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Guest commentary / Early disease prevention

The high cost of neglecting oral health

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By Dr. Jo Jackson and Dr. Eve Rutherford
There has been a lot of recent national attention focused on the problems many people have accessing dental care in this country. PBS's Frontline raised this issue in June, noting that 100 million Americans don't go to the dentist because they can't afford it. The U.S. Senate held a hearing on the lack of access to dental care, and the Pew Center on the States released a national report on the high costs when patients have no option but to seek pain relief in emergency rooms.
Oral health is a key component of overall health. Unfortunately, in our fragmented health-care system, oral health is too often overlooked. This needs to change.
Kids with painful decay are less able to learn. Adults with dental problems have difficulty finding jobs. Seniors with oral disease often don't get proper nutrition. Dental disease is a leading cause of school absenteeism, reduces economic productivity and contributes to higher health care costs. It also harms individuals who suffer from the terrible pain and stigma associated with untreated dental disease. Young children, seniors, pregnant women, and people with diabetes are especially vulnerable.
Poor oral health is expensive for families, for businesses and for taxpayers. The good news is dental disease is preventable and prevention saves money. Unfortunately when budgets are tight, disease prevention is often one of the first things that is cut. This is shortsighted. A failure to provide dental care will ultimately cost far more in the long run.
Recent research found a 32 percent reduction in medical costs for diabetics that received oral health care. The infection and chronic inflammation associated with gum disease can make it more difficult for diabetics to control their blood sugar levels. Uncontrolled diabetes can result in medical complications and costly hospitalizations. The same study determined that oral health care reduced hospital admissions for diabetic patients by 61 percent in the first year.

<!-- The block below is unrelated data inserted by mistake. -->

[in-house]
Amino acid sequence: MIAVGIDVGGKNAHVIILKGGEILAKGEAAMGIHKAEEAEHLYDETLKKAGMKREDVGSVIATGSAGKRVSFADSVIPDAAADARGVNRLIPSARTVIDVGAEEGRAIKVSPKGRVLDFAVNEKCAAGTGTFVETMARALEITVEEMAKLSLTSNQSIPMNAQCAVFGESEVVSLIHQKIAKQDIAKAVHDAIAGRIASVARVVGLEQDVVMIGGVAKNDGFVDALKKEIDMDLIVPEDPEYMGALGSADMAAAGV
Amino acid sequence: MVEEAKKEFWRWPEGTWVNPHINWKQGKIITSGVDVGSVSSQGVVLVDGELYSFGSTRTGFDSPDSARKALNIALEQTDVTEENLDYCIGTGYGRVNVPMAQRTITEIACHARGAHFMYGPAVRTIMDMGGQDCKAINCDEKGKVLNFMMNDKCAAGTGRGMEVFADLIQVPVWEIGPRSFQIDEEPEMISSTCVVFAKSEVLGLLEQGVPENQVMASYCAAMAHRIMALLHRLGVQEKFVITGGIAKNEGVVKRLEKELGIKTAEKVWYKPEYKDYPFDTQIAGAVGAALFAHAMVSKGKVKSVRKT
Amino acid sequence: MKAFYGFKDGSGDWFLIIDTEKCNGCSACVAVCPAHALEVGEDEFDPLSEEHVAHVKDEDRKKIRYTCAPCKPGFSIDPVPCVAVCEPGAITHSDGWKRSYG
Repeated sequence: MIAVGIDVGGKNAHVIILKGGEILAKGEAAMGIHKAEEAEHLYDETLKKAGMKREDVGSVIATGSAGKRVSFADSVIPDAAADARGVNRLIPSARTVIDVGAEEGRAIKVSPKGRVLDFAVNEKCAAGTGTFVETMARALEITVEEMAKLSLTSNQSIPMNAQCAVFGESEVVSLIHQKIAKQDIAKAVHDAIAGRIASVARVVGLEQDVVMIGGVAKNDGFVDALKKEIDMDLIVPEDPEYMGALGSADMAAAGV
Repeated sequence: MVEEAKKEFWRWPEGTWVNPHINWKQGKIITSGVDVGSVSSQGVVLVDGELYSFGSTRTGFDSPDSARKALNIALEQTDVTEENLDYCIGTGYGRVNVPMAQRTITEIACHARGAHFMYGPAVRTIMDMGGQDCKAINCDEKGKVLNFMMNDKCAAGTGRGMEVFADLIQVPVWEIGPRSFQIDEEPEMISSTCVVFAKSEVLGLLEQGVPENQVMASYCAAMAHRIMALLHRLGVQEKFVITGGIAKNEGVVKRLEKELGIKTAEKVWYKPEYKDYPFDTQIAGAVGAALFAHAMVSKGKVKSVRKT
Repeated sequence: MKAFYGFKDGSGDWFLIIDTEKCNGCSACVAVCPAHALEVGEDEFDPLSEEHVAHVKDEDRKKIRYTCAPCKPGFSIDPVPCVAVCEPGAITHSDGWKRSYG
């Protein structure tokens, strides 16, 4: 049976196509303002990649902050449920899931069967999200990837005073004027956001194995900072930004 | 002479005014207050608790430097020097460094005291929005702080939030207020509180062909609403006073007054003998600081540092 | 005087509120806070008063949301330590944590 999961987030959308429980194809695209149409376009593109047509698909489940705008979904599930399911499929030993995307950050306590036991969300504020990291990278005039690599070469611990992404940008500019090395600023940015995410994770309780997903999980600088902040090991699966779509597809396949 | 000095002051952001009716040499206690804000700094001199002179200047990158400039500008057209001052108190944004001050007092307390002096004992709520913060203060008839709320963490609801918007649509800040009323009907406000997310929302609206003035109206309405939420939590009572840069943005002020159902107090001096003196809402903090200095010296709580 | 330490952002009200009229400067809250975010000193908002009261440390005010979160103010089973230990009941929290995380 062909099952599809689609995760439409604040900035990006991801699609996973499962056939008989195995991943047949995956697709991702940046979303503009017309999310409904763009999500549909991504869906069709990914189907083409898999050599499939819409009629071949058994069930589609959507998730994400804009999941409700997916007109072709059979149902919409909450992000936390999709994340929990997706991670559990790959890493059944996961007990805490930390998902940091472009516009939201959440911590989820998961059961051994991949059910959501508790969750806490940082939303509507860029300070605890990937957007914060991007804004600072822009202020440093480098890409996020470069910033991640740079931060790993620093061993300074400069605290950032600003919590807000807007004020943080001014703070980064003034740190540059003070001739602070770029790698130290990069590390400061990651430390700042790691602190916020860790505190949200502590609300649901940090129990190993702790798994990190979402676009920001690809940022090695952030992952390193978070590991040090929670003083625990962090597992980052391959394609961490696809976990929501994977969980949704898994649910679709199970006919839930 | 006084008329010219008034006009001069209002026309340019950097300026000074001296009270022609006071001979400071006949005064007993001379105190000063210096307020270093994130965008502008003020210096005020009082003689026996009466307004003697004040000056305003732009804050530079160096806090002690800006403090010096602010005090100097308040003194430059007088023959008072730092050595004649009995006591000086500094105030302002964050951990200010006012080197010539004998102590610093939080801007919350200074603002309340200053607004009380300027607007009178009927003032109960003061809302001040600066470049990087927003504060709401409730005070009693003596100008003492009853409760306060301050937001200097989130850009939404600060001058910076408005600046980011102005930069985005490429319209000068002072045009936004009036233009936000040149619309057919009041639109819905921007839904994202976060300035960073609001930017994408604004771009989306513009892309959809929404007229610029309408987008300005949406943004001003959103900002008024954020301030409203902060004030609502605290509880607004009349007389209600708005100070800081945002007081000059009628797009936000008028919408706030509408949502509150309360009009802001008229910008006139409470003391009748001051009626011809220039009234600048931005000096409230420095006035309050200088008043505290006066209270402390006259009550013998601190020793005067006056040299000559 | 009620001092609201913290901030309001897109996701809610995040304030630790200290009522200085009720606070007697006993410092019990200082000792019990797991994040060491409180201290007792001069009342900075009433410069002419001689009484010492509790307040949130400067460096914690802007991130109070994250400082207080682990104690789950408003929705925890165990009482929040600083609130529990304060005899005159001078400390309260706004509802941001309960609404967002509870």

In Washington the opportunity exists to improve health and reduce costs by doing a better job of protecting oral health, especially for diabetic patients. There are approximately 60,000 diabetic adults covered by the state's Medicaid program. Bringing back dental coverage for this population would be a cost-effective policy solution.
One of the consequences of the 2011 cut to the Medicaid adult dental program is more people will seek expensive care in hospital emergency rooms. According to the Washington State Hospital Association, over an 18-month period the cost of more than 54,000 dental-related visits to ERs exceeded $35 million, and this was prior to the cut. Preventable trips to overcrowded emergency rooms are an unnecessary expense that increases the cost of Medicaid and wastes taxpayer dollars.
One way to avoid these unnecessary ER visits is engaging primary care medical providers in oral disease prevention. Healthcare delivery systems are moving towards the "Health Home" model in which primary care providers address health of the whole patient and coordinate care with specialists. Including oral health in the Health Home is an opportunity to catch dental problems early before they negatively affect overall health. In addition, patients can be referred to more cost-effective community resources for dental care.
Preventing dental disease by providing access to timely, effective dental care is a good investment. That is why state policymakers should take action to restore dental coverage for Medicaid-insured adults. The health dividends are significant, and so are the savings. Plus, it is the right thing to do because everyone deserves healthy teeth.

Jo Jackson, MD, is a lecturer and faculty physician in the University of Washington's Department of Family Medicine.

Eve Rutherford is a dentist practicing in Snohomish, a board member of Washington Dental Service Foundation.

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